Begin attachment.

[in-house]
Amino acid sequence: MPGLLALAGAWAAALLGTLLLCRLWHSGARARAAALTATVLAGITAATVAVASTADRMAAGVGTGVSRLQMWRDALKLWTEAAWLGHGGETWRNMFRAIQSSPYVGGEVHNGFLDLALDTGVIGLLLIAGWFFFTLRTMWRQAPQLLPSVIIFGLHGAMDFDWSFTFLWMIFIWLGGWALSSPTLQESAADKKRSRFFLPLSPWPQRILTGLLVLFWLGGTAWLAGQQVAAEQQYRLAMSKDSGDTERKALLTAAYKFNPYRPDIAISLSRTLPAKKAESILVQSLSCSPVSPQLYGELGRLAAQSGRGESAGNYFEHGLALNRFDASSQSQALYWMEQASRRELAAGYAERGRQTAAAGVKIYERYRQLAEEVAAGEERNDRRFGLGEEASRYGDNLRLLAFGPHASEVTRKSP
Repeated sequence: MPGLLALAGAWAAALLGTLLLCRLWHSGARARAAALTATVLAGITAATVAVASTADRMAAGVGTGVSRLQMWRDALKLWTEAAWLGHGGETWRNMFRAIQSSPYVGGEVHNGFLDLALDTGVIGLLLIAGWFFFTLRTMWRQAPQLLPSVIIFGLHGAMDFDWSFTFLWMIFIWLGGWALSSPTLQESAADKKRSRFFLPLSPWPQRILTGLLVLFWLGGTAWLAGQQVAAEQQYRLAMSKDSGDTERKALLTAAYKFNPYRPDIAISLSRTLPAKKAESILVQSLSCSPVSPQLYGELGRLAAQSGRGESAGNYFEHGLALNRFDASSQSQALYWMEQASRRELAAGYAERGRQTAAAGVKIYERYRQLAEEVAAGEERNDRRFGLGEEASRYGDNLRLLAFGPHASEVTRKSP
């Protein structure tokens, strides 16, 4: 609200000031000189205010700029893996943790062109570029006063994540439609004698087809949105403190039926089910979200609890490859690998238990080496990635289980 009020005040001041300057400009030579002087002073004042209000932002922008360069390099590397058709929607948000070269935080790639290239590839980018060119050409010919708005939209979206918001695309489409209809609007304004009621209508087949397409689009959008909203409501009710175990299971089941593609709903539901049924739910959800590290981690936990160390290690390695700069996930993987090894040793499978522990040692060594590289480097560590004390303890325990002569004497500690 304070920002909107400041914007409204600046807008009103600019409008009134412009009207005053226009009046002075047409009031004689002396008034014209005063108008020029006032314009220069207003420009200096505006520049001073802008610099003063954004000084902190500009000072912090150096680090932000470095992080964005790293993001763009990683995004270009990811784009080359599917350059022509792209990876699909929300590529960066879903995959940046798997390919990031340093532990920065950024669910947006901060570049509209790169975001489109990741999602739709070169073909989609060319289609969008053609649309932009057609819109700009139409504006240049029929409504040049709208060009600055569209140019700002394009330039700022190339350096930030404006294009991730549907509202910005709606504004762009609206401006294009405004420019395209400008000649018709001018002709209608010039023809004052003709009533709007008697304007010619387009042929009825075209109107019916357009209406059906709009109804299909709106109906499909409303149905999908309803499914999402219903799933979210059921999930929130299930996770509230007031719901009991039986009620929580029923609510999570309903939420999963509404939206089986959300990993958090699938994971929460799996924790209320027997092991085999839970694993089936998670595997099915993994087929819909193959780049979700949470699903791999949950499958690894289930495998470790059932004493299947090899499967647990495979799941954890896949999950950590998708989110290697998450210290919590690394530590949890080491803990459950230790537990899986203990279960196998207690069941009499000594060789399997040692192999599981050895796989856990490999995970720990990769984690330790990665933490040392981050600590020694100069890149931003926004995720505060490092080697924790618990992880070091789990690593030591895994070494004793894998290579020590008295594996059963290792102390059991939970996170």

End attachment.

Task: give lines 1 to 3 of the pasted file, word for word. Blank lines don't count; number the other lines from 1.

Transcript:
[in-house]
Amino acid sequence: MPGLLALAGAWAAALLGTLLLCRLWHSGARARAAALTATVLAGITAATVAVASTADRMAAGVGTGVSRLQMWRDALKLWTEAAWLGHGGETWRNMFRAIQSSPYVGGEVHNGFLDLALDTGVIGLLLIAGWFFFTLRTMWRQAPQLLPSVIIFGLHGAMDFDWSFTFLWMIFIWLGGWALSSPTLQESAADKKRSRFFLPLSPWPQRILTGLLVLFWLGGTAWLAGQQVAAEQQYRLAMSKDSGDTERKALLTAAYKFNPYRPDIAISLSRTLPAKKAESILVQSLSCSPVSPQLYGELGRLAAQSGRGESAGNYFEHGLALNRFDASSQSQALYWMEQASRRELAAGYAERGRQTAAAGVKIYERYRQLAEEVAAGEERNDRRFGLGEEASRYGDNLRLLAFGPHASEVTRKSP
Repeated sequence: MPGLLALAGAWAAALLGTLLLCRLWHSGARARAAALTATVLAGITAATVAVASTADRMAAGVGTGVSRLQMWRDALKLWTEAAWLGHGGETWRNMFRAIQSSPYVGGEVHNGFLDLALDTGVIGLLLIAGWFFFTLRTMWRQAPQLLPSVIIFGLHGAMDFDWSFTFLWMIFIWLGGWALSSPTLQESAADKKRSRFFLPLSPWPQRILTGLLVLFWLGGTAWLAGQQVAAEQQYRLAMSKDSGDTERKALLTAAYKFNPYRPDIAISLSRTLPAKKAESILVQSLSCSPVSPQLYGELGRLAAQSGRGESAGNYFEHGLALNRFDASSQSQALYWMEQASRRELAAGYAERGRQTAAAGVKIYERYRQLAEEVAAGEERNDRRFGLGEEASRYGDNLRLLAFGPHASEVTRKSP